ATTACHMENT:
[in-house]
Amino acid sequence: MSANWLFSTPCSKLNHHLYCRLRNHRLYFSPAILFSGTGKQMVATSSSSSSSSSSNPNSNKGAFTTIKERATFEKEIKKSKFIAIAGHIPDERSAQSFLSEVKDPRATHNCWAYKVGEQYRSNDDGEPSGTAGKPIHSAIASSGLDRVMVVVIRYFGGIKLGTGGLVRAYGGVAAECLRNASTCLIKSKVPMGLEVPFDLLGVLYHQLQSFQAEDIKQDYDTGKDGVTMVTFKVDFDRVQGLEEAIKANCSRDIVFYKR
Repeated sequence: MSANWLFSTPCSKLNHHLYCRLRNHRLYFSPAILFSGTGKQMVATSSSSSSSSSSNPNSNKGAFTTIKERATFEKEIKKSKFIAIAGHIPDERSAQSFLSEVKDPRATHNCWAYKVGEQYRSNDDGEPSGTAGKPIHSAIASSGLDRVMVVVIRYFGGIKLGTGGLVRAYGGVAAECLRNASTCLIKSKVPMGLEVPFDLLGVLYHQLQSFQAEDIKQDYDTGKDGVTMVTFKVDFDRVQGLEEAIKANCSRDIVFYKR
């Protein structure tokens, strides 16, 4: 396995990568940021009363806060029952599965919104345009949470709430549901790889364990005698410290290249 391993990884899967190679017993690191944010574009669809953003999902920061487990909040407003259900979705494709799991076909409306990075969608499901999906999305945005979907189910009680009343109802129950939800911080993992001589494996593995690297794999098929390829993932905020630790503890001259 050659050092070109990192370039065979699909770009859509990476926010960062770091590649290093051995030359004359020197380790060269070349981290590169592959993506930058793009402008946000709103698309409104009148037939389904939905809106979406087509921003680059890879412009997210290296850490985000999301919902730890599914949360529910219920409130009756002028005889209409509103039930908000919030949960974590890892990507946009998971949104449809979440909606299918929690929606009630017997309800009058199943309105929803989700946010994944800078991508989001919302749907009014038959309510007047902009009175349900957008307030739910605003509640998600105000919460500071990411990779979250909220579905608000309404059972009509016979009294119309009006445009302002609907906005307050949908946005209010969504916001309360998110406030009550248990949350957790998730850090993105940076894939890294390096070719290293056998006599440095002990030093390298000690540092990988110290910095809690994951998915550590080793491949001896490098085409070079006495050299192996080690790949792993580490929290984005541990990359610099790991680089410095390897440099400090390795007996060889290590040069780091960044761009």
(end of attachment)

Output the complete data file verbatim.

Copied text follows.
[in-house]
Amino acid sequence: MSANWLFSTPCSKLNHHLYCRLRNHRLYFSPAILFSGTGKQMVATSSSSSSSSSSNPNSNKGAFTTIKERATFEKEIKKSKFIAIAGHIPDERSAQSFLSEVKDPRATHNCWAYKVGEQYRSNDDGEPSGTAGKPIHSAIASSGLDRVMVVVIRYFGGIKLGTGGLVRAYGGVAAECLRNASTCLIKSKVPMGLEVPFDLLGVLYHQLQSFQAEDIKQDYDTGKDGVTMVTFKVDFDRVQGLEEAIKANCSRDIVFYKR
Repeated sequence: MSANWLFSTPCSKLNHHLYCRLRNHRLYFSPAILFSGTGKQMVATSSSSSSSSSSNPNSNKGAFTTIKERATFEKEIKKSKFIAIAGHIPDERSAQSFLSEVKDPRATHNCWAYKVGEQYRSNDDGEPSGTAGKPIHSAIASSGLDRVMVVVIRYFGGIKLGTGGLVRAYGGVAAECLRNASTCLIKSKVPMGLEVPFDLLGVLYHQLQSFQAEDIKQDYDTGKDGVTMVTFKVDFDRVQGLEEAIKANCSRDIVFYKR
């Protein structure tokens, strides 16, 4: 396995990568940021009363806060029952599965919104345009949470709430549901790889364990005698410290290249 391993990884899967190679017993690191944010574009669809953003999902920061487990909040407003259900979705494709799991076909409306990075969608499901999906999305945005979907189910009680009343109802129950939800911080993992001589494996593995690297794999098929390829993932905020630790503890001259 050659050092070109990192370039065979699909770009859509990476926010960062770091590649290093051995030359004359020197380790060269070349981290590169592959993506930058793009402008946000709103698309409104009148037939389904939905809106979406087509921003680059890879412009997210290296850490985000999301919902730890599914949360529910219920409130009756002028005889209409509103039930908000919030949960974590890892990507946009998971949104449809979440909606299918929690929606009630017997309800009058199943309105929803989700946010994944800078991508989001919302749907009014038959309510007047902009009175349900957008307030739910605003509640998600105000919460500071990411990779979250909220579905608000309404059972009509016979009294119309009006445009302002609907906005307050949908946005209010969504916001309360998110406030009550248990949350957790998730850090993105940076894939890294390096070719290293056998006599440095002990030093390298000690540092990988110290910095809690994951998915550590080793491949001896490098085409070079006495050299192996080690790949792993580490929290984005541990990359610099790991680089410095390897440099400090390795007996060889290590040069780091960044761009």